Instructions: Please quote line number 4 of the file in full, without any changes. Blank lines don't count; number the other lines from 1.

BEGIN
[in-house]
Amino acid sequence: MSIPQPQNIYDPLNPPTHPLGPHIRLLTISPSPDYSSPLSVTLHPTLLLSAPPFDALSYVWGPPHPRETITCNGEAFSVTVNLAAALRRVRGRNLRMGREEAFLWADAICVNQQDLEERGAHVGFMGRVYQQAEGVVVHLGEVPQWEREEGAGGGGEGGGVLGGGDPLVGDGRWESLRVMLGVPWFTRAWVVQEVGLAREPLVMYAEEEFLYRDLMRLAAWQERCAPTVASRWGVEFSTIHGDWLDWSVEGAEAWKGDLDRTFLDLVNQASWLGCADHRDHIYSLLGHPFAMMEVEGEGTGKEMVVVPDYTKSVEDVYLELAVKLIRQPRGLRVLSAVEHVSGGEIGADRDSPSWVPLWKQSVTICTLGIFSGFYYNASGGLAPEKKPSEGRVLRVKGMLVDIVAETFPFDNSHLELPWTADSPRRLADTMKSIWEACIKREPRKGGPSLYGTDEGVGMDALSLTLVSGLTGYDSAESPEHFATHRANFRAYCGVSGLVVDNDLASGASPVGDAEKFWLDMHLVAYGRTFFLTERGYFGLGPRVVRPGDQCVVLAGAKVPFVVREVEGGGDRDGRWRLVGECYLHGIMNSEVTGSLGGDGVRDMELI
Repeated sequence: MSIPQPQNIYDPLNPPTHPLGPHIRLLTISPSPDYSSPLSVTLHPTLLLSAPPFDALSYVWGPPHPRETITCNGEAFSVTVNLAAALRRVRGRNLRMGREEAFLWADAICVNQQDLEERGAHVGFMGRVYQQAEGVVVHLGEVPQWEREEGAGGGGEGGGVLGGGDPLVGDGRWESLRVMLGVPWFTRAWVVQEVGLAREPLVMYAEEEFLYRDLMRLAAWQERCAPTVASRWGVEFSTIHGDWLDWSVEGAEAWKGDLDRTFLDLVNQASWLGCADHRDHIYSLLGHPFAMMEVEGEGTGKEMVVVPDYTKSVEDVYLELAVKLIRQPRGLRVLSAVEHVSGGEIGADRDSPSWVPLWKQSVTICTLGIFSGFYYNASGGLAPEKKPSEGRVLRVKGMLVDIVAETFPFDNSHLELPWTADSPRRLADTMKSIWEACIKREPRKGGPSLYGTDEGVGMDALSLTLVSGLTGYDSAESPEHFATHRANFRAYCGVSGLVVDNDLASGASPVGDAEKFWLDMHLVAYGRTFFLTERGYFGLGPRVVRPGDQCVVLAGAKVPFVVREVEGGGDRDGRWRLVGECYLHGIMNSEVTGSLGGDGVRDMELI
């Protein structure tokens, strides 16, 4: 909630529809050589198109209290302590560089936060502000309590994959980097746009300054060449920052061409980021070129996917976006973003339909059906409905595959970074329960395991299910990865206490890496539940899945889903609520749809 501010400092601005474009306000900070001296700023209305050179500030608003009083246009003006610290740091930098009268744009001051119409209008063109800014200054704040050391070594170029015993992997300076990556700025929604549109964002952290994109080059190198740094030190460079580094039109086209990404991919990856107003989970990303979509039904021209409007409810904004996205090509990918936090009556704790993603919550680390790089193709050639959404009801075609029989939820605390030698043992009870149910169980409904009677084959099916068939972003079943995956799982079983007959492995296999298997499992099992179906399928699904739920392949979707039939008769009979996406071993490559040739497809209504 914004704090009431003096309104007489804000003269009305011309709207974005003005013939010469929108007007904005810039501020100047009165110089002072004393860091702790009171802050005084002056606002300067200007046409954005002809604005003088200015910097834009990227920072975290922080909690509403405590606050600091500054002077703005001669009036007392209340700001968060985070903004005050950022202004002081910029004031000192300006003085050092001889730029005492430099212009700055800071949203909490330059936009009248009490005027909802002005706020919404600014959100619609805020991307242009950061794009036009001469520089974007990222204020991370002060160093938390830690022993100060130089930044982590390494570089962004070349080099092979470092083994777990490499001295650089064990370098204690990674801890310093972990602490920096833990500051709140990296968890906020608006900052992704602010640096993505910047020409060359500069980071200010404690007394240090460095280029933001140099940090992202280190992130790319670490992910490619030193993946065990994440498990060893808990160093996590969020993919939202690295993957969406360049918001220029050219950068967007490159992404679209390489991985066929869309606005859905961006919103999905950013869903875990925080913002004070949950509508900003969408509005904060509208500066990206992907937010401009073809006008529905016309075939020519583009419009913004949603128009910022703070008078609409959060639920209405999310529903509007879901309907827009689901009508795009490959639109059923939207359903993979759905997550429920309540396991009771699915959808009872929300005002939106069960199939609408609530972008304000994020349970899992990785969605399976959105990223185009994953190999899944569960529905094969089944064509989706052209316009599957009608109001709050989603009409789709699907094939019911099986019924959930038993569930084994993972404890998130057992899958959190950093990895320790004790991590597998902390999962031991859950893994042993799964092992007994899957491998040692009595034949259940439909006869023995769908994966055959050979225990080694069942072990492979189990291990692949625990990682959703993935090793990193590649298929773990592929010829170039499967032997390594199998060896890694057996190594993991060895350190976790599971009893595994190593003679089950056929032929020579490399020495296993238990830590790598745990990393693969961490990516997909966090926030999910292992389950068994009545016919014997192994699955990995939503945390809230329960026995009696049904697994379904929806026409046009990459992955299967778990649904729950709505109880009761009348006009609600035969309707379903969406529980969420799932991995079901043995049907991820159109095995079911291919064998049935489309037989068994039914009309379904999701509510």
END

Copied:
């Protein structure tokens, strides 16, 4: 909630529809050589198109209290302590560089936060502000309590994959980097746009300054060449920052061409980021070129996917976006973003339909059906409905595959970074329960395991299910990865206490890496539940899945889903609520749809 501010400092601005474009306000900070001296700023209305050179500030608003009083246009003006610290740091930098009268744009001051119409209008063109800014200054704040050391070594170029015993992997300076990556700025929604549109964002952290994109080059190198740094030190460079580094039109086209990404991919990856107003989970990303979509039904021209409007409810904004996205090509990918936090009556704790993603919550680390790089193709050639959404009801075609029989939820605390030698043992009870149910169980409904009677084959099916068939972003079943995956799982079983007959492995296999298997499992099992179906399928699904739920392949979707039939008769009979996406071993490559040739497809209504 914004704090009431003096309104007489804000003269009305011309709207974005003005013939010469929108007007904005810039501020100047009165110089002072004393860091702790009171802050005084002056606002300067200007046409954005002809604005003088200015910097834009990227920072975290922080909690509403405590606050600091500054002077703005001669009036007392209340700001968060985070903004005050950022202004002081910029004031000192300006003085050092001889730029005492430099212009700055800071949203909490330059936009009248009490005027909802002005706020919404600014959100619609805020991307242009950061794009036009001469520089974007990222204020991370002060160093938390830690022993100060130089930044982590390494570089962004070349080099092979470092083994777990490499001295650089064990370098204690990674801890310093972990602490920096833990500051709140990296968890906020608006900052992704602010640096993505910047020409060359500069980071200010404690007394240090460095280029933001140099940090992202280190992130790319670490992910490619030193993946065990994440498990060893808990160093996590969020993919939202690295993957969406360049918001220029050219950068967007490159992404679209390489991985066929869309606005859905961006919103999905950013869903875990925080913002004070949950509508900003969408509005904060509208500066990206992907937010401009073809006008529905016309075939020519583009419009913004949603128009910022703070008078609409959060639920209405999310529903509007879901309907827009689901009508795009490959639109059923939207359903993979759905997550429920309540396991009771699915959808009872929300005002939106069960199939609408609530972008304000994020349970899992990785969605399976959105990223185009994953190999899944569960529905094969089944064509989706052209316009599957009608109001709050989603009409789709699907094939019911099986019924959930038993569930084994993972404890998130057992899958959190950093990895320790004790991590597998902390999962031991859950893994042993799964092992007994899957491998040692009595034949259940439909006869023995769908994966055959050979225990080694069942072990492979189990291990692949625990990682959703993935090793990193590649298929773990592929010829170039499967032997390594199998060896890694057996190594993991060895350190976790599971009893595994190593003679089950056929032929020579490399020495296993238990830590790598745990990393693969961490990516997909966090926030999910292992389950068994009545016919014997192994699955990995939503945390809230329960026995009696049904697994379904929806026409046009990459992955299967778990649904729950709505109880009761009348006009609600035969309707379903969406529980969420799932991995079901043995049907991820159109095995079911291919064998049935489309037989068994039914009309379904999701509510």